Given that this is an issue in both interfaces I use, maybe that means it's a Lemmy issue and not specific to Lemmy-UI or Lemuroid? Not sure.

    Looking in Firefox's Developer Tools, it appears that when I click that button, it does send a request to the server and the response is a 200. There's no output in the "console" tab when I click the button.

    I did go look at the issue trackers for both Lemmy and Lemmy-UI, but haven't found any relevant bugs.

    Actually, I'm not really sure what criteria are used to decide whether a post should be hidden by default. But I do moderate one community and if the hidden posts are the ones that are most downvoted or some such, it's probably important for mods to be able to see those hidden posts.

    Thanks in advance!

    Edit: Well, today it's working in Lemmy-UI but only in some threads. In Lemuroid, the one that did work in Lemmy-UI just shows as expanded without me having to expand it, so I'm not sure about Lemuroid. Weird.

    Thomas Jefferson on Intellectual Property

    >If nature has made any one thing less susceptible than all others of exclusive property, it is the action of the thinking power called an idea, which an individual may exclusively possess as long as he keeps it to himself; but the moment it is divulged, it forces itself into the possession of everyone, and the receiver cannot dispossess himself of it. Its peculiar character, too, is that no one possesses the less, because every other possesses the whole of it. He who receives an idea from me, receives instruction himself without lessening mine; as he who lights his taper at mine, receives light without darkening me. That ideas should freely spread from one to another over the globe, for the moral and mutual instruction of man, and improvement of his condition, seems to have been peculiarly and benevolently designed by nature, when she made them, like fire, expansible over all space, without lessening their density at any point, and like the air in which we breathe, move, and have our physical being, incapable of confinement or exclusive appropriation. Inventions then cannot, in nature, be a subject of property. . . .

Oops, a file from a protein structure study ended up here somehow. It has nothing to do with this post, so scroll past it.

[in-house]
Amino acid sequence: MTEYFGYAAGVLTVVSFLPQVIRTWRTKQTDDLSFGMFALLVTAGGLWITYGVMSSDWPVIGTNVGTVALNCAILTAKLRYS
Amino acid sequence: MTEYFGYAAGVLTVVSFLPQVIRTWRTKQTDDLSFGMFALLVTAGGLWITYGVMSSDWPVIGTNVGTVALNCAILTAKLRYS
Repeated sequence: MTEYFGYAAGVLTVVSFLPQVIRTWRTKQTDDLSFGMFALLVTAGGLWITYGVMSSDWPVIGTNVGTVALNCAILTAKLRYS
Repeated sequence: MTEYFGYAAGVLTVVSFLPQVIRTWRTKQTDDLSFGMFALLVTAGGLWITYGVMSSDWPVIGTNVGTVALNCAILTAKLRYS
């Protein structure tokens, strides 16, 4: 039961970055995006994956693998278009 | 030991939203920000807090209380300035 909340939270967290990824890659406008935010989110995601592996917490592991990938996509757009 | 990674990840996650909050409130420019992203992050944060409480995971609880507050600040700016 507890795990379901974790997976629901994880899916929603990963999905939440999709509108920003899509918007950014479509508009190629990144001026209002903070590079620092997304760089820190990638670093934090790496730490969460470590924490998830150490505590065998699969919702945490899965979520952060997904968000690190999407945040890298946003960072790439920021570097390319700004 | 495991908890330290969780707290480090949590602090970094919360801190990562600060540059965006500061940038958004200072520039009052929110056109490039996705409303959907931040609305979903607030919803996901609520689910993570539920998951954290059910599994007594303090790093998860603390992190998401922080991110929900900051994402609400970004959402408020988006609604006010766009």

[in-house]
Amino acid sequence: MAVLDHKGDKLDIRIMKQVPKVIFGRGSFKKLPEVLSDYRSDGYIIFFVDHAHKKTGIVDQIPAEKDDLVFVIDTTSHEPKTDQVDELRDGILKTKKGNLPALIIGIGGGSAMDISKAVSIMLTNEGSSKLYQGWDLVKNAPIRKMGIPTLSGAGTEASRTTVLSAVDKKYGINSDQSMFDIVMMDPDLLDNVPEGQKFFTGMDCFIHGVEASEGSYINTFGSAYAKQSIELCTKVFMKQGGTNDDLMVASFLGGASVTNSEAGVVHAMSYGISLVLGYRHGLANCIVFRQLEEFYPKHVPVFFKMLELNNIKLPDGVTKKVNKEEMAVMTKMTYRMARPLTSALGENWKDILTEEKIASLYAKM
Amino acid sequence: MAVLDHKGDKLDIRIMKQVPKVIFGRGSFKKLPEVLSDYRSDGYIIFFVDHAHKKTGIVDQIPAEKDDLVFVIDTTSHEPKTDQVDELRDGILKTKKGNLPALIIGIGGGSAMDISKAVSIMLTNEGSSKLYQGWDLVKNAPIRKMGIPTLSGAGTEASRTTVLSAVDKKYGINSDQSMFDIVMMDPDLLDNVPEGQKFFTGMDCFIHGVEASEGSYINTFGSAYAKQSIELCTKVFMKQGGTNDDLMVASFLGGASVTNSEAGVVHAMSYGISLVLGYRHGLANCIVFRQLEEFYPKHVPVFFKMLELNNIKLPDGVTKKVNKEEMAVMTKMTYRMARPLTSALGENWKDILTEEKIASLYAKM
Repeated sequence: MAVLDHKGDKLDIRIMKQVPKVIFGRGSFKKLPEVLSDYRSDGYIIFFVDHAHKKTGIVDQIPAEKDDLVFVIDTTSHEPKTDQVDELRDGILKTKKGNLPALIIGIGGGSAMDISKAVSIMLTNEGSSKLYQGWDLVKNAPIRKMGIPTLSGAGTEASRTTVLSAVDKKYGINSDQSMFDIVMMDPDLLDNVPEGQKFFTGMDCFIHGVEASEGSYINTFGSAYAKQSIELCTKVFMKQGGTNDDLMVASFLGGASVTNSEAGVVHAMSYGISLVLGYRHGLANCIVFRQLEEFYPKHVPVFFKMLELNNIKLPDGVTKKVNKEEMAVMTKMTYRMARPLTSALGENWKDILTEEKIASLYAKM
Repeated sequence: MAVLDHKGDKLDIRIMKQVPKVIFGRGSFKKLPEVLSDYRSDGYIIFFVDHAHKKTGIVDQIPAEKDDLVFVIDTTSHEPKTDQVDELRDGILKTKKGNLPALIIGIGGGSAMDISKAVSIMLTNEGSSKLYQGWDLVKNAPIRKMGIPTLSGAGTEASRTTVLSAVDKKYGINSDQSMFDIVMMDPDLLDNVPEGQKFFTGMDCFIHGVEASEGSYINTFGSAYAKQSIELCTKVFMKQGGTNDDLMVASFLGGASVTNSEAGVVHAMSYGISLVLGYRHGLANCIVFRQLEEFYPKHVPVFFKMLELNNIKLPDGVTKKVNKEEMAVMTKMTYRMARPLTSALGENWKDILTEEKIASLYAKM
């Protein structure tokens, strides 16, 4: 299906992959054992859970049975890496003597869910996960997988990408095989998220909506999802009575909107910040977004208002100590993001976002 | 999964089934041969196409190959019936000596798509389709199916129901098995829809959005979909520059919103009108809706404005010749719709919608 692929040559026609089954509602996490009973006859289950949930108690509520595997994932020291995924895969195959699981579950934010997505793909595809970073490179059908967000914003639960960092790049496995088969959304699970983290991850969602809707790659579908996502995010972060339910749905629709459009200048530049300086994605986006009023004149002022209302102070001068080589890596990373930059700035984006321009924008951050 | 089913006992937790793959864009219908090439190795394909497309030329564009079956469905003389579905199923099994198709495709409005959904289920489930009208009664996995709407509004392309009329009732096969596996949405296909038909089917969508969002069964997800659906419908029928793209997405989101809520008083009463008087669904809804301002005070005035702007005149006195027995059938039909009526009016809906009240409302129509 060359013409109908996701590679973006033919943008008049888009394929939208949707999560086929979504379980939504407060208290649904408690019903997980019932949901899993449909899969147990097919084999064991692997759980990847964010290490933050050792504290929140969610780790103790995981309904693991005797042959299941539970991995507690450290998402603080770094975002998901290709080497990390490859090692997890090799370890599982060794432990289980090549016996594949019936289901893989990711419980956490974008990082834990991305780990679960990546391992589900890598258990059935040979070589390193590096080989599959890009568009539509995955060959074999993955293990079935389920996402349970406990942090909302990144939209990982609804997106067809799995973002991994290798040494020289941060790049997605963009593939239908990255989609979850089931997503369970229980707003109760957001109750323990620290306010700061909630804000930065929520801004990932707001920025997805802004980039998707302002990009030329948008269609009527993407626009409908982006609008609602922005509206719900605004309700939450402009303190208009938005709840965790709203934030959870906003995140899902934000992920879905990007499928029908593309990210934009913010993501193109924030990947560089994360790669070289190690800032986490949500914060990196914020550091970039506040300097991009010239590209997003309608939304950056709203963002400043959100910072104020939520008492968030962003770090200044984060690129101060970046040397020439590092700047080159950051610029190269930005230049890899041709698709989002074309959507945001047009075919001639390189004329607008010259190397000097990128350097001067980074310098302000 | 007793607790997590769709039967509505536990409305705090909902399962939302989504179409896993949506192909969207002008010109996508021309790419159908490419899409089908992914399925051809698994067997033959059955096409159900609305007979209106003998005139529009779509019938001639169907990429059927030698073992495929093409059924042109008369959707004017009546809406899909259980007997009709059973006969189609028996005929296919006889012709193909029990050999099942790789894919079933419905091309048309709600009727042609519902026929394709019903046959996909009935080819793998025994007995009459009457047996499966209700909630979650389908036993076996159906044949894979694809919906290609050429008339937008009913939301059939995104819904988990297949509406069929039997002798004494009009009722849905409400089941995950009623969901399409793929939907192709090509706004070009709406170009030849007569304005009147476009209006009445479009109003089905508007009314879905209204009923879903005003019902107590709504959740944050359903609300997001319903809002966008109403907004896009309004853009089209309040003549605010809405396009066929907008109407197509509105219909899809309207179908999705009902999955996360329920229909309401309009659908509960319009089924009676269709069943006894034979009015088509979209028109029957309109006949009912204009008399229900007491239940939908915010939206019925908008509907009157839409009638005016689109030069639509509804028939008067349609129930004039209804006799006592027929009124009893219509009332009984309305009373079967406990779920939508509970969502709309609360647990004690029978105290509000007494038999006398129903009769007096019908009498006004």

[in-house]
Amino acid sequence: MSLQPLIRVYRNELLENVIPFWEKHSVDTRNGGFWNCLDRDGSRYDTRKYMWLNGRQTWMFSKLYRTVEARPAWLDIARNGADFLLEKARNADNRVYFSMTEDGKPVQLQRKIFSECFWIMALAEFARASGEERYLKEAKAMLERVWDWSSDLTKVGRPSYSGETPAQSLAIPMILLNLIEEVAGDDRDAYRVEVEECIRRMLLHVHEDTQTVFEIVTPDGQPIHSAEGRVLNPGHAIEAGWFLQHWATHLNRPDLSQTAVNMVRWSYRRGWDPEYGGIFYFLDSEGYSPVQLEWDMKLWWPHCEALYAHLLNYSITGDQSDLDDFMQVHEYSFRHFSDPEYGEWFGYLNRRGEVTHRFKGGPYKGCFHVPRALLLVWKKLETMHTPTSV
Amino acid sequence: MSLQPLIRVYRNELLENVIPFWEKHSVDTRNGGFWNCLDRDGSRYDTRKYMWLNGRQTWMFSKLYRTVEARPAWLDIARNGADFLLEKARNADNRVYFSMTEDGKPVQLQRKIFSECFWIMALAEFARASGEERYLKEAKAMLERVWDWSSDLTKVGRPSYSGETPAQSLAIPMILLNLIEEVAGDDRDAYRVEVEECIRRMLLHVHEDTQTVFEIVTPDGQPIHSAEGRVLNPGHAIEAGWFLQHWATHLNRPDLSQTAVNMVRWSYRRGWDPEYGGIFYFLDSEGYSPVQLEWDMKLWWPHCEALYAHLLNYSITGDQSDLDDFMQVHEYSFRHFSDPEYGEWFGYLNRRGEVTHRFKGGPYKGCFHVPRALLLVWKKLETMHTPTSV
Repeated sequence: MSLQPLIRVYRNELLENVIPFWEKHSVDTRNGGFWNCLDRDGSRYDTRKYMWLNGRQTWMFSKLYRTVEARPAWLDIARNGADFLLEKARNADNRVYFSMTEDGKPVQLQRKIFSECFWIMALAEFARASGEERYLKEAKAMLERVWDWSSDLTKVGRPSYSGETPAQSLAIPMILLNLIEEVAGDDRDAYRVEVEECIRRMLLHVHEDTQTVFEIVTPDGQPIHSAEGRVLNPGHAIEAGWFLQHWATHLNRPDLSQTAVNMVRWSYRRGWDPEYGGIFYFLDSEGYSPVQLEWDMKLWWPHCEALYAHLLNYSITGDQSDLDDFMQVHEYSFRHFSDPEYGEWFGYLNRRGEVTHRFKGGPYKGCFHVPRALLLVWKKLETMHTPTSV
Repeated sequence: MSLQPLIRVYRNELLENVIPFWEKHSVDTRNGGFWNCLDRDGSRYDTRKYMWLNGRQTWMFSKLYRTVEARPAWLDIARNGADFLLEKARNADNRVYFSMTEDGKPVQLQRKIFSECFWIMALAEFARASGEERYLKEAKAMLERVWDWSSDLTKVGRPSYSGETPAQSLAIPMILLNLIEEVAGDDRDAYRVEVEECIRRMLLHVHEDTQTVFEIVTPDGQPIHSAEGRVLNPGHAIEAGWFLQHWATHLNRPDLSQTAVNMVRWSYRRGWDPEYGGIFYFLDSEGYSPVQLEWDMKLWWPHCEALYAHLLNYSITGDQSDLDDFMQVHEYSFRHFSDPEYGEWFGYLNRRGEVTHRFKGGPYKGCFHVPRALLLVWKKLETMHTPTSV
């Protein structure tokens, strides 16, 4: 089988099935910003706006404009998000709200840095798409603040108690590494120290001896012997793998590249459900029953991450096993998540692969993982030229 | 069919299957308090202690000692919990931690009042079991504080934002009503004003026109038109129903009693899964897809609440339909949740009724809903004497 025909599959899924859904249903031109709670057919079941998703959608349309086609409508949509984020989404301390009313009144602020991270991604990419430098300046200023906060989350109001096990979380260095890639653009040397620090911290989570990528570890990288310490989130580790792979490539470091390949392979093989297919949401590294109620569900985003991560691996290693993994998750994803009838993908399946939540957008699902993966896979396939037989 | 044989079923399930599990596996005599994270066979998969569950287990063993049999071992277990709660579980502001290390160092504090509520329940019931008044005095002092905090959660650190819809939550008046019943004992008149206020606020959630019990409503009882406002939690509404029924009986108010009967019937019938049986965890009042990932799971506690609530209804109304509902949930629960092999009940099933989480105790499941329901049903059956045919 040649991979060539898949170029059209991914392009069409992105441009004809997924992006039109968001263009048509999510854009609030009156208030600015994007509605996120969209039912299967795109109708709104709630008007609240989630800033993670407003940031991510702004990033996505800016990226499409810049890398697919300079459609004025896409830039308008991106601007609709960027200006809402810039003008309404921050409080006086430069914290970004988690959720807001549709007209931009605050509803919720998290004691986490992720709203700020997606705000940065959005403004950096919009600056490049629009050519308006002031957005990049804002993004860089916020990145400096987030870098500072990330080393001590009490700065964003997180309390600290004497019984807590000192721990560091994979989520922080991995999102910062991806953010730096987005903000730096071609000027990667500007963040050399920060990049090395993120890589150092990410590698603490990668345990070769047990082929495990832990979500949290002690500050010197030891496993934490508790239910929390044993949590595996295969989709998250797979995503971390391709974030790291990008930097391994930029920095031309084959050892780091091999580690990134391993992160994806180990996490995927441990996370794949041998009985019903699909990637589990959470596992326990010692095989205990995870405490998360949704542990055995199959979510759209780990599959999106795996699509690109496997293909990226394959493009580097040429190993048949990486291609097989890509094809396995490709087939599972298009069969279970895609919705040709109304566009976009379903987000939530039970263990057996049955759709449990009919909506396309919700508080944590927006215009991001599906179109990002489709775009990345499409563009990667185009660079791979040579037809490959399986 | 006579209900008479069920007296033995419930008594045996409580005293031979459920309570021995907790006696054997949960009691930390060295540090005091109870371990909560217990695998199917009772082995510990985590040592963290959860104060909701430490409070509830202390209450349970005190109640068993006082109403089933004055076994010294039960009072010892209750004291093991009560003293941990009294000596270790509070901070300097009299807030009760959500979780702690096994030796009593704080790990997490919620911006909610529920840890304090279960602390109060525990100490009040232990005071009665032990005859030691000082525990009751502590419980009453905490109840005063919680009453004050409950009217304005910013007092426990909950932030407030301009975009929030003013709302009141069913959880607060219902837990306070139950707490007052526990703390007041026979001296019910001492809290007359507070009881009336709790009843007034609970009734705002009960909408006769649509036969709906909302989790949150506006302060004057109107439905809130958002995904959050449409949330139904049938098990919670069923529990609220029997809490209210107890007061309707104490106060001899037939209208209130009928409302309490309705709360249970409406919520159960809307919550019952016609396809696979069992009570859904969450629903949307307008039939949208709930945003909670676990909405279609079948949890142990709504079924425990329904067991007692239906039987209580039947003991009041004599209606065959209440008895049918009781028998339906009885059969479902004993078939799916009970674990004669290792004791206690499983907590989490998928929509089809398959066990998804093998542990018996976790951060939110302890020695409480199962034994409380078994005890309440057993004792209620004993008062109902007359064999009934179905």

—Thomas Jefferson

    How would you go about making a rubber dog toy?

    I've got a bit of a conundrum. I've got a 10 pound chihuahua whose entire world is a very specific 1.75 inch diameter rubber ball. (And when I say "entire world", I'm understating.) She's gone through a handful of this specific brand and model of rubber ball as old ones have gotten to the point of being too damaged to be safe.

    But now the manufacturer has discontinued that line of ball and we're on our last one.

    The few other models of rubber balls the same size that I've been able to find have been summarily rejected by the dog. I'm not sure quite what her criteria are for rejecting a ball, even. But I know she'd be a very sad dog indeed if we didn't manage to procure a suitable substitute.

    So, at this point, I (and the dog too) am desperate enough to start thinking in terms of maybe crafting a ball as much like the one this dog currently loves to play with.

    Of course my primary concern is safety. I wouldn't want pieces of rubber coming off of the final product to be ingested and cause blockages or anything. Nor any danger of blocking an airway.